It is well written, by no means a work of art, but it’s a good fun read, you don’t have to do much thinking, the story pretty much does that for you, your just have to read the text.
I was very disappointed with this book, it was almost sad how bad it was, the beginning not as much as the ending, it's as if Collins was given an hour to finish it and this is the best she came up with. She didn't do the justice to her characters, at all. We get to know them, love them and then they leave the book and she doesn't even think twice about them. I would have liked to know a little more about all the characters and not just what Katniss is thinking 24/7. And I'm not even gonna go there, Katniss doesn't seem to grow at all in these books, I thought she was a lot stronger in The Hunger Games, she's supposed to be the rebel thats gonna change the lives of people in Panem, but all she does is complain most of the time, running around in the hospital in a daze. Again months pass in just a few pages and we don't really get the full story. I wish this book had an extra 100 pages or so to tie up the loose ends. The ending is "realistic" but we only see what happens to Katniss and Peeta, no one else is really mentioned, I would have liked to know more. I really thought this book was a big disappointment compared to the first two.
This book was great, I read it in two days, it really holds your interest throughout the whole book. The story is about a young girl Lily Owens whose father T. Ray (what she calls him) is abusive and neglectful. She has never heard him say he loved her, or anything that resembled feelings. Unless they were anger, he would punish her by having her kneel on grits. Her mother died in a "gun accident" when Lily was only four years old. Leaving her with her father and nanny/housekeeper Rosaleen, who in part is a stand in for her mother. But when Rosaleen gets arrested for insulting three racists, Lily decides this would be a good time to leave to Tiburon, South Carolina, a town she believes to be connected to her mother. She and Rosaleen find refuge with three beekeeping sisters, who in turn introduce Lily to a mesmerizing life of bees, honey and black Madonnas. This story is all about female empowerment, love and forgiveness.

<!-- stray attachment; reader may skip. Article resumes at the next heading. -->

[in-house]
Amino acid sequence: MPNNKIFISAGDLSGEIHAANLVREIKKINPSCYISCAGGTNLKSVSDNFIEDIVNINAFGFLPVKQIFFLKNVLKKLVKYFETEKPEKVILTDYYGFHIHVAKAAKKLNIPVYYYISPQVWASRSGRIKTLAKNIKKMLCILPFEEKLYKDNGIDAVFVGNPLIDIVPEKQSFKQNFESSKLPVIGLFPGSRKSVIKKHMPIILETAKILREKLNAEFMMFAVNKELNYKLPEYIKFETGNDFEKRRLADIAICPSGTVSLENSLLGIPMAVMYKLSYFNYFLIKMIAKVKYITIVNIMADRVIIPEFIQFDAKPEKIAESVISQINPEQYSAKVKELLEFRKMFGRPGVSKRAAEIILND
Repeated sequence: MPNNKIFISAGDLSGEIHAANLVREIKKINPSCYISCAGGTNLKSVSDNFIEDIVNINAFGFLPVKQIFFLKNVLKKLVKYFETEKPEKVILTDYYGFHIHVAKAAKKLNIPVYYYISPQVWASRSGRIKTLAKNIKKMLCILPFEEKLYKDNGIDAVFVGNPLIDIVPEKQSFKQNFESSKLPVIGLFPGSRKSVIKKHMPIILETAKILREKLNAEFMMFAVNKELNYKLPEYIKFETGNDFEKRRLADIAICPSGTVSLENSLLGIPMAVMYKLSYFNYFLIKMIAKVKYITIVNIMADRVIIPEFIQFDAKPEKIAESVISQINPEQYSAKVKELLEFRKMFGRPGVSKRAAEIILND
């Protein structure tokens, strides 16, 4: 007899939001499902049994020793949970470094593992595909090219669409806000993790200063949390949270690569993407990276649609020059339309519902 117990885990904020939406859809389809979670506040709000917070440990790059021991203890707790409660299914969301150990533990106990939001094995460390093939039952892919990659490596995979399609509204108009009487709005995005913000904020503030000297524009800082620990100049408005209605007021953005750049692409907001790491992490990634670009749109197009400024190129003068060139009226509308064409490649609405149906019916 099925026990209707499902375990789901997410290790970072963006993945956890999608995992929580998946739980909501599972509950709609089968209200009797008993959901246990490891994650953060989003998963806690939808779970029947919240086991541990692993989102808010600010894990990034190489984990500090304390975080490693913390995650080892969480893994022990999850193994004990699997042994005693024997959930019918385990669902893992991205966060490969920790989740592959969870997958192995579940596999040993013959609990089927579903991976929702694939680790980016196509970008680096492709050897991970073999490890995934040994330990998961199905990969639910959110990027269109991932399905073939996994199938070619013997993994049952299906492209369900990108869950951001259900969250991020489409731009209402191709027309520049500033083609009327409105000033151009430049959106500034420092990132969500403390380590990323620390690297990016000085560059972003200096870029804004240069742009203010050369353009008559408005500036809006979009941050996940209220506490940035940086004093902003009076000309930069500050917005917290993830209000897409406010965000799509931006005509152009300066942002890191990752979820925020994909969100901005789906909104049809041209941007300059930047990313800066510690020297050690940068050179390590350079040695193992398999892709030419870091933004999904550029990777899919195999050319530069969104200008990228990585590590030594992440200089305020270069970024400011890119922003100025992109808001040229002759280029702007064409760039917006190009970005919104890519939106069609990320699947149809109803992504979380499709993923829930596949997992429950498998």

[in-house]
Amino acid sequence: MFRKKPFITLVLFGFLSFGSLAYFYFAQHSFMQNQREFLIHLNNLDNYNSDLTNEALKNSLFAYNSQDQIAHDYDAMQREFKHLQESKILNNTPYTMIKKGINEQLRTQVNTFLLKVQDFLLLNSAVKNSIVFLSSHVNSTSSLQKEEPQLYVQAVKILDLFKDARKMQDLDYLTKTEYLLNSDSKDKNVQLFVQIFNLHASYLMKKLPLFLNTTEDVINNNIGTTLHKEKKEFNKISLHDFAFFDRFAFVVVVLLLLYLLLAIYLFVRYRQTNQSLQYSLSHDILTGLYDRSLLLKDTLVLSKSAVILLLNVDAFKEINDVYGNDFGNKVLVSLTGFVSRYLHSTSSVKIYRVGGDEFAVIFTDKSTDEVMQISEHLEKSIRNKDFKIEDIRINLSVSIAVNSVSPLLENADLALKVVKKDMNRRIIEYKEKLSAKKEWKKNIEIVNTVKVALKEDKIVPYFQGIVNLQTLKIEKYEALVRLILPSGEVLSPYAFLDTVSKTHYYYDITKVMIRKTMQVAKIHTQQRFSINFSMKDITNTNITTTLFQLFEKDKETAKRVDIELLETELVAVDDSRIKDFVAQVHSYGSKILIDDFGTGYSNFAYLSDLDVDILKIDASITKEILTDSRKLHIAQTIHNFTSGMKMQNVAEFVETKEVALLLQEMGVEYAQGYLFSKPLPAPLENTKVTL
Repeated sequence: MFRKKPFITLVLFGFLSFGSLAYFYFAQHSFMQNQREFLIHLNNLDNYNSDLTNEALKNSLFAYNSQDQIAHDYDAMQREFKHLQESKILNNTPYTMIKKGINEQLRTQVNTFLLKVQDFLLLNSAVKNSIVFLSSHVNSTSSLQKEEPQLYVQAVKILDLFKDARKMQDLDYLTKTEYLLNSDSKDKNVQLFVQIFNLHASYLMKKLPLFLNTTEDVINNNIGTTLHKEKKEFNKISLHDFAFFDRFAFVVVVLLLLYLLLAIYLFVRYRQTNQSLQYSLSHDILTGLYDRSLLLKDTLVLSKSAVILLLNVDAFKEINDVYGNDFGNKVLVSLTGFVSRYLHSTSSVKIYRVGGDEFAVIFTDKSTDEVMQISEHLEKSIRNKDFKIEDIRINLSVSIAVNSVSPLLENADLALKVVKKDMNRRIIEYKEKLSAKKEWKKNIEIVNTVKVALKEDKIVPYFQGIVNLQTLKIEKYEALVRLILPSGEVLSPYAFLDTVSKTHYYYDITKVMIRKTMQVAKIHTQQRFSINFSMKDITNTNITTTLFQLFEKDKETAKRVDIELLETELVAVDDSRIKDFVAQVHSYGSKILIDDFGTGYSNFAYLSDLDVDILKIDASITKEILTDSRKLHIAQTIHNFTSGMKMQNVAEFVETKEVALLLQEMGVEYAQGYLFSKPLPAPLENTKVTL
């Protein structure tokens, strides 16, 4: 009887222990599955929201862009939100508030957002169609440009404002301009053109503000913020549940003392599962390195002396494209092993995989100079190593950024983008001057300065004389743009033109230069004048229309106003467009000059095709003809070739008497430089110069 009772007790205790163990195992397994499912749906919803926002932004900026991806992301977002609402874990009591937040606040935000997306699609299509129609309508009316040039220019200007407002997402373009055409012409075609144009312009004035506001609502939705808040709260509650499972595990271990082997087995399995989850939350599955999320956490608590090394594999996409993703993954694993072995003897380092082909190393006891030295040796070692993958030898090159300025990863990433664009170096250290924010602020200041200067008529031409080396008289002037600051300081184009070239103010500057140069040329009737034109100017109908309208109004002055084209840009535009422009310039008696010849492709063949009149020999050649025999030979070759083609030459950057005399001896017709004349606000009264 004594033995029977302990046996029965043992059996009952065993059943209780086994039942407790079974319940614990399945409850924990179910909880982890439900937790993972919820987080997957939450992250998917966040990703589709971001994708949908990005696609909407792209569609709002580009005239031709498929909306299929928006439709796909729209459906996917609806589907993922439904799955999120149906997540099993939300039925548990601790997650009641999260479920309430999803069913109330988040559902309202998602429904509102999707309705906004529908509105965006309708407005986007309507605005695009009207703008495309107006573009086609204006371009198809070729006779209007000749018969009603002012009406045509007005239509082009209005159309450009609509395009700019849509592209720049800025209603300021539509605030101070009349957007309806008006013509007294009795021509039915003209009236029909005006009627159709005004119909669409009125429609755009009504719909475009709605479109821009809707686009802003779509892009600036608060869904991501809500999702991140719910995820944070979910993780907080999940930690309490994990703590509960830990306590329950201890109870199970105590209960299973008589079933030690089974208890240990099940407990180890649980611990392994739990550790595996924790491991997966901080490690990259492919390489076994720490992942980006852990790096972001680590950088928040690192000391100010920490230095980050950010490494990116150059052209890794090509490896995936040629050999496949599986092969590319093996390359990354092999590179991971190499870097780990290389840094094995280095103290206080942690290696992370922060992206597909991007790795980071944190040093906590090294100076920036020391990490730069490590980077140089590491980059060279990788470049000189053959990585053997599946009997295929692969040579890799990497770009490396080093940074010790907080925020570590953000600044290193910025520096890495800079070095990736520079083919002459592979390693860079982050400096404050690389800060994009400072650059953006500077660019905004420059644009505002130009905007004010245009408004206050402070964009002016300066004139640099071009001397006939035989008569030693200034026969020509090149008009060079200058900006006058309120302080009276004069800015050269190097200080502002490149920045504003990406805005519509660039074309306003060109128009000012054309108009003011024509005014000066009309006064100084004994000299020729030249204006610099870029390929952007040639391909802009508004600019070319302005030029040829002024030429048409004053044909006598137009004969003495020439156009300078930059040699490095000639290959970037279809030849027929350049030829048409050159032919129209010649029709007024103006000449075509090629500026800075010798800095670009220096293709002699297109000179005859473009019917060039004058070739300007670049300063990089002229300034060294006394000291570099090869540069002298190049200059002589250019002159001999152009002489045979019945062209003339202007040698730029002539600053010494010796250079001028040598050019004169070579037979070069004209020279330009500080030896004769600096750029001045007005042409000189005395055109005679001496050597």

This story will definitely have an effect on anyone who reads it. It teaches powerful lessons, especially to young girls who are struggling with a hard life. Sue Monk Kidd did a great job capturing every detail of the Pink House, Lily's life as well as all the other characters, I kept thinking that this is a memoir, but even though it's not, it still feels real.
I gave this book three stars, but I can definitely see why it deserves five. This is just not my favorite style of reading, but it's still great, and everyone should read it. I wonder is they read this book in schools.
And I just found out there's a movie. How great is that. After I watch it I'll post my review of that also.